Expert Insights

How Could Electrified Trucks Improve U.S. Emissions?

Carson Bristol
March 13, 2024
While much of the focus has been on passenger vehicles, electrification can bring substantial benefits for long-haul trucks. Electrifying the millions of diesel-powered trucks on U.S. roads could help the U.S. significantly reduce our carbon footprint.
electric semitruck navigating through an indoor warehouse

Electrified Trucking Explained

There’s no debate: transportation is a massive source of greenhouse gas emissions. While the electrification of personal vehicles is being closely watched nationwide, it’s important to consider other sources of greenhouse gas emissions within the transportation industry.

Medium-duty and heavy duty (MHD) trucks account for a relatively minimal 10% of vehicles on the road, but they produce significant exhaust emissions, accounting for roughly a quarter of the total produced by the transportation sector.

While less publicly monitored than personal vehicles, the medium and heavy duty trucking industry has made significant progress over the past few years in developing battery-electric trucks. Seasoned heavy-duty automakers like Daimler and Volvo already have electric big-rigs on the market, and newer entrants to the U.S, market like BYD and Tesla aren’t far behind, promising semi-trucks that offer impressive range and appealing benefits.

While there are drawbacks to battery-electric powertrains that make electrified trucking particularly difficult – range concerns being primary among them – electrified trucking offers considerable upside, including an overall lower total cost of ownership due to fuel savings, available government incentives, improved safety ratings, and significant environmental and human health benefits.

Large Electric Truck Parked

Many Trucks Can be Electrified

While limited range might imply that fully-electric powertrains and MHD trucks won’t mix well, more trucks on the road today are capable of being electrified than one might think. According to research conducted by the Rocky Mountain Institute (RMI), 60 percent of medium-duty and 43 percent of heavy-duty trucks are electrifiable.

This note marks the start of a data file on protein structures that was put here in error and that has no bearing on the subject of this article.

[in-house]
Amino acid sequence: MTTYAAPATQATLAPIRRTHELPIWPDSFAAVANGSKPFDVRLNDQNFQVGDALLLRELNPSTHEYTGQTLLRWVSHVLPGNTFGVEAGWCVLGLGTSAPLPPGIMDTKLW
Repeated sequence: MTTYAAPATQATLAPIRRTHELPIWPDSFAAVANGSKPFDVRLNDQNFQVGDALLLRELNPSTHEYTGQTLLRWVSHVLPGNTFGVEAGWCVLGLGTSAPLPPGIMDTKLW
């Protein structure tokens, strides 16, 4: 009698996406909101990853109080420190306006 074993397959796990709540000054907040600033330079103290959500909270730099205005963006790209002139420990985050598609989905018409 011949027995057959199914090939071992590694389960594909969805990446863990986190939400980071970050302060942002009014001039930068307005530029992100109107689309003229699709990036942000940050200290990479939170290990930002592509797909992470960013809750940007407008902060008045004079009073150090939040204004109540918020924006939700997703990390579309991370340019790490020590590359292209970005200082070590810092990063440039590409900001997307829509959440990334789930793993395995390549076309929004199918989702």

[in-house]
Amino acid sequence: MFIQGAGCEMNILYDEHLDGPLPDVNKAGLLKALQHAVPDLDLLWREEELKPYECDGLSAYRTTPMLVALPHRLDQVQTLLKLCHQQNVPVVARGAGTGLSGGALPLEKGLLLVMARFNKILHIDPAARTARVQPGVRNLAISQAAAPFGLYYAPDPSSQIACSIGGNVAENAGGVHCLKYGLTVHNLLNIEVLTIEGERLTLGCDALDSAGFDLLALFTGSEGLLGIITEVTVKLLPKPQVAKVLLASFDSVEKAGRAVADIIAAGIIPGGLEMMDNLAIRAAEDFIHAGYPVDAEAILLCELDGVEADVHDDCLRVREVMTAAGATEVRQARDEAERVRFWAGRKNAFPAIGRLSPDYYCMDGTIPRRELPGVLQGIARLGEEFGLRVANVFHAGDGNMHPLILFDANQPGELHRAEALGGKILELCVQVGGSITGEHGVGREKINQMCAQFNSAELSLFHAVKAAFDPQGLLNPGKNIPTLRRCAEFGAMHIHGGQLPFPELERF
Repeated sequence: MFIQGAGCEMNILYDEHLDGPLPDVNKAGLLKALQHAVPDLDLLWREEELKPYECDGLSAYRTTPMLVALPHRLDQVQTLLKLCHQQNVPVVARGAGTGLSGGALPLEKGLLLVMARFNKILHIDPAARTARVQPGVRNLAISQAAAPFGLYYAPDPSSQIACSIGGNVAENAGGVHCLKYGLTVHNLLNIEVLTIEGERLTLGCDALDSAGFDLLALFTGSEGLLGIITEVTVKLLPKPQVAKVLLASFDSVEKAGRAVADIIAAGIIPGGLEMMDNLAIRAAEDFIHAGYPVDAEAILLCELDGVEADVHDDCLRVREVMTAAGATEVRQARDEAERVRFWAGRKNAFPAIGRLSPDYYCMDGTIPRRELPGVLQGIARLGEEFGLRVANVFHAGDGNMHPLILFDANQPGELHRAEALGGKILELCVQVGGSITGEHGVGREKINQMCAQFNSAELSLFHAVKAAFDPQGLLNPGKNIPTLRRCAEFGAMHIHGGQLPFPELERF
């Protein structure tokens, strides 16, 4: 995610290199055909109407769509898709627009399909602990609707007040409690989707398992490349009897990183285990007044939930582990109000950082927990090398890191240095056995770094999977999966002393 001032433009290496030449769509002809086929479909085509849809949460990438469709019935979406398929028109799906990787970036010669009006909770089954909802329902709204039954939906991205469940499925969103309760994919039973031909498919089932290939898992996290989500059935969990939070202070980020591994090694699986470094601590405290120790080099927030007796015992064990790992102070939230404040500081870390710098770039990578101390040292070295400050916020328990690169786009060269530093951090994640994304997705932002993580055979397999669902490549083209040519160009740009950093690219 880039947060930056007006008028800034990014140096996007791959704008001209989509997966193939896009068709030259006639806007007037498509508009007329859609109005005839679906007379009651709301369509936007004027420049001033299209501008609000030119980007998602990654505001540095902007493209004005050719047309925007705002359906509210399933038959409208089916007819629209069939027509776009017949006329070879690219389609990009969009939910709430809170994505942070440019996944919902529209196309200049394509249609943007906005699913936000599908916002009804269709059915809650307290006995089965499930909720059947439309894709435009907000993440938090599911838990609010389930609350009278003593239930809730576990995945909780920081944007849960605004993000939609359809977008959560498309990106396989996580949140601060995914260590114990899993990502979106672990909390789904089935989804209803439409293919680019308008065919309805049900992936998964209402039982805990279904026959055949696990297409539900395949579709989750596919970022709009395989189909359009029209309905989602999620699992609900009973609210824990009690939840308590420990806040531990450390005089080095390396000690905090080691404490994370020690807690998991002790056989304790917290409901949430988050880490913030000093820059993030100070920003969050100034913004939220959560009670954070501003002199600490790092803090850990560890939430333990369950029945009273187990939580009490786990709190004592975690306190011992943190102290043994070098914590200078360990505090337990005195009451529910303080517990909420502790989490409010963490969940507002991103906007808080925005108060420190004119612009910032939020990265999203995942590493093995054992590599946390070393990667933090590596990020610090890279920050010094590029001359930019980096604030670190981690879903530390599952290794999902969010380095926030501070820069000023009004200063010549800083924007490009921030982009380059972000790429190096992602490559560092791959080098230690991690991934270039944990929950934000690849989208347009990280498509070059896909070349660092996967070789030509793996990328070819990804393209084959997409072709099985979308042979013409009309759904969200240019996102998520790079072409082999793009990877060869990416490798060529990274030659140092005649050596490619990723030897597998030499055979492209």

RMI considers a truck “electrifiable” if it travels fewer than 300 miles before returning to its home base. Indeed, many of the trucks on the road today are short- and medium- haul trucks that return to a depot at the end of the day. Many trucks spend just eight hours per day on the road, while they spend an average of 16 hours parked at a depot – offering ample time for the vehicle’s battery to charge.

State Policy is Driving Adoption

While the electrification of a good chunk of medium- and heavy-duty trucks may be viable, there are very few on the road today. Adoption is slow, with battery-electric trucks accounting for under 1 percent of new MHD trucks in 2022.

But, certain states are adopting legislation that commits to significantly higher adoption rates in the coming years. Currently, 15 states have signed an agreement pushing for 30 percent of new MHD trucks to be electric by the year 2030, with 100 percent electrification of MHD trucks by 2050.

While this may seem ambitious given current adoption rates, the emissions reduction potential is massive – largely due to the disproportionate contribution of MHD trucks to the transportation sector.

electric truck with man on scooter in frame

Electrified Trucks: Impact on Emissions

Transportation accounts for more of the country’s greenhouse gas emissions than any other sector, and any avenue for reduction should not be overlooked. But, what would widespread adoption of electrified MHD trucking look like in terms of greenhouse gas emissions?

While it varies depending on the specific model and regional grid’s electricity mix, the International Council on Clean Transportation estimates that a fully-electric truck can produce 63 percent lower lifetime emissions than a standard diesel model. If the 30-percent electric MHD truck target is achieved, this would result in an almost 5 percent reduction in total transportation sector emissions.

While this may seem relatively insignificant in the grand scheme of things, a 5 percent reduction in the country’s largest emissions sector is nothing to sneeze at, particularly in an innately emissions-heavy, yet critical industry like medium- and heavy-duty trucking.

Plus, emissions reductions can only grow from there. Increased adoption of electrification beyond 30 percent will continue to drive emissions lower, and the continued progress towards moving away from a fossil fuel-dependent grid will maximize emissions reduction by reducing fuel emissions to close to zero.

If the grid were powered by 100 percent renewable energy, the reduction in transportation emissions would increase from 4.7 percent to 6.9 percent under a 30-percent electrified MHD trucking scenario. And 50-percent adoption of battery electric medium- or heavy-duty trucks powered by a clean grid would result in a reduction of close to 11 percent for the transportation sector.

These reductions are within reach, given the current state of the technology, but adoption rates need to begin increasing if the emissions savings are to be realized.